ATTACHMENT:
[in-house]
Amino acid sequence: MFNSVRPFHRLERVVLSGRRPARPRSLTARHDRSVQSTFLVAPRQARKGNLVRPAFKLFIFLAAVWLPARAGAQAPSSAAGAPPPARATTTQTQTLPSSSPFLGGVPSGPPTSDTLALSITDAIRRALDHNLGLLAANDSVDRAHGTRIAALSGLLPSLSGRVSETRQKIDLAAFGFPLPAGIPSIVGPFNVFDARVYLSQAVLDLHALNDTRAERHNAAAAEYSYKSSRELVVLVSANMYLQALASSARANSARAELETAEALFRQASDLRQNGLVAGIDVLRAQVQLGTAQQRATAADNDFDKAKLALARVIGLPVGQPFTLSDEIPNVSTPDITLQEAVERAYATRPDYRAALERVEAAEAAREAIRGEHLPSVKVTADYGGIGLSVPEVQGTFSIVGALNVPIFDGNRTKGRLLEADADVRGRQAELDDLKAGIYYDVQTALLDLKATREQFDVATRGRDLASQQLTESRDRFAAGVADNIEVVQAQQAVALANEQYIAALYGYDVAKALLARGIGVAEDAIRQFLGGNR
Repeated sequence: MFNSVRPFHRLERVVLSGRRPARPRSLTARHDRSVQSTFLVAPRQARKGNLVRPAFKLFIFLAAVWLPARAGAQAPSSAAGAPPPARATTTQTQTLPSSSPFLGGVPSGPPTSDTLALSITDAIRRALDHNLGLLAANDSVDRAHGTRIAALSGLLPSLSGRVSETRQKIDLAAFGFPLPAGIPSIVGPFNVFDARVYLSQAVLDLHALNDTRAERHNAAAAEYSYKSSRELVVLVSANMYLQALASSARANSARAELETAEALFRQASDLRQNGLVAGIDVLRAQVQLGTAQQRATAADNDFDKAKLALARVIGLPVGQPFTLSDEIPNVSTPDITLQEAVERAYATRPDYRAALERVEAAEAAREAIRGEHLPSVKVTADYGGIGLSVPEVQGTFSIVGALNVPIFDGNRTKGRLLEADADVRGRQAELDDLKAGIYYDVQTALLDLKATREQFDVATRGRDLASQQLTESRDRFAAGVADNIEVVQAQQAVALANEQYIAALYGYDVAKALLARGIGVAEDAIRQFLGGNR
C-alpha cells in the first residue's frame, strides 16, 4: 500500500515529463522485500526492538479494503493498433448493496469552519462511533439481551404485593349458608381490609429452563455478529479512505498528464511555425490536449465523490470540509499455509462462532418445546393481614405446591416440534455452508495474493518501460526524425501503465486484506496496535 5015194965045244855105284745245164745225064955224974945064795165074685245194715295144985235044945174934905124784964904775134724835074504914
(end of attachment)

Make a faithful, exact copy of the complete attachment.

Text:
[in-house]
Amino acid sequence: MFNSVRPFHRLERVVLSGRRPARPRSLTARHDRSVQSTFLVAPRQARKGNLVRPAFKLFIFLAAVWLPARAGAQAPSSAAGAPPPARATTTQTQTLPSSSPFLGGVPSGPPTSDTLALSITDAIRRALDHNLGLLAANDSVDRAHGTRIAALSGLLPSLSGRVSETRQKIDLAAFGFPLPAGIPSIVGPFNVFDARVYLSQAVLDLHALNDTRAERHNAAAAEYSYKSSRELVVLVSANMYLQALASSARANSARAELETAEALFRQASDLRQNGLVAGIDVLRAQVQLGTAQQRATAADNDFDKAKLALARVIGLPVGQPFTLSDEIPNVSTPDITLQEAVERAYATRPDYRAALERVEAAEAAREAIRGEHLPSVKVTADYGGIGLSVPEVQGTFSIVGALNVPIFDGNRTKGRLLEADADVRGRQAELDDLKAGIYYDVQTALLDLKATREQFDVATRGRDLASQQLTESRDRFAAGVADNIEVVQAQQAVALANEQYIAALYGYDVAKALLARGIGVAEDAIRQFLGGNR
Repeated sequence: MFNSVRPFHRLERVVLSGRRPARPRSLTARHDRSVQSTFLVAPRQARKGNLVRPAFKLFIFLAAVWLPARAGAQAPSSAAGAPPPARATTTQTQTLPSSSPFLGGVPSGPPTSDTLALSITDAIRRALDHNLGLLAANDSVDRAHGTRIAALSGLLPSLSGRVSETRQKIDLAAFGFPLPAGIPSIVGPFNVFDARVYLSQAVLDLHALNDTRAERHNAAAAEYSYKSSRELVVLVSANMYLQALASSARANSARAELETAEALFRQASDLRQNGLVAGIDVLRAQVQLGTAQQRATAADNDFDKAKLALARVIGLPVGQPFTLSDEIPNVSTPDITLQEAVERAYATRPDYRAALERVEAAEAAREAIRGEHLPSVKVTADYGGIGLSVPEVQGTFSIVGALNVPIFDGNRTKGRLLEADADVRGRQAELDDLKAGIYYDVQTALLDLKATREQFDVATRGRDLASQQLTESRDRFAAGVADNIEVVQAQQAVALANEQYIAALYGYDVAKALLARGIGVAEDAIRQFLGGNR
C-alpha cells in the first residue's frame, strides 16, 4: 500500500515529463522485500526492538479494503493498433448493496469552519462511533439481551404485593349458608381490609429452563455478529479512505498528464511555425490536449465523490470540509499455509462462532418445546393481614405446591416440534455452508495474493518501460526524425501503465486484506496496535 5015194965045244855105284745245164745225064955224974945064795165074685245194715295144985235044945174934905124784964904775134724835074504914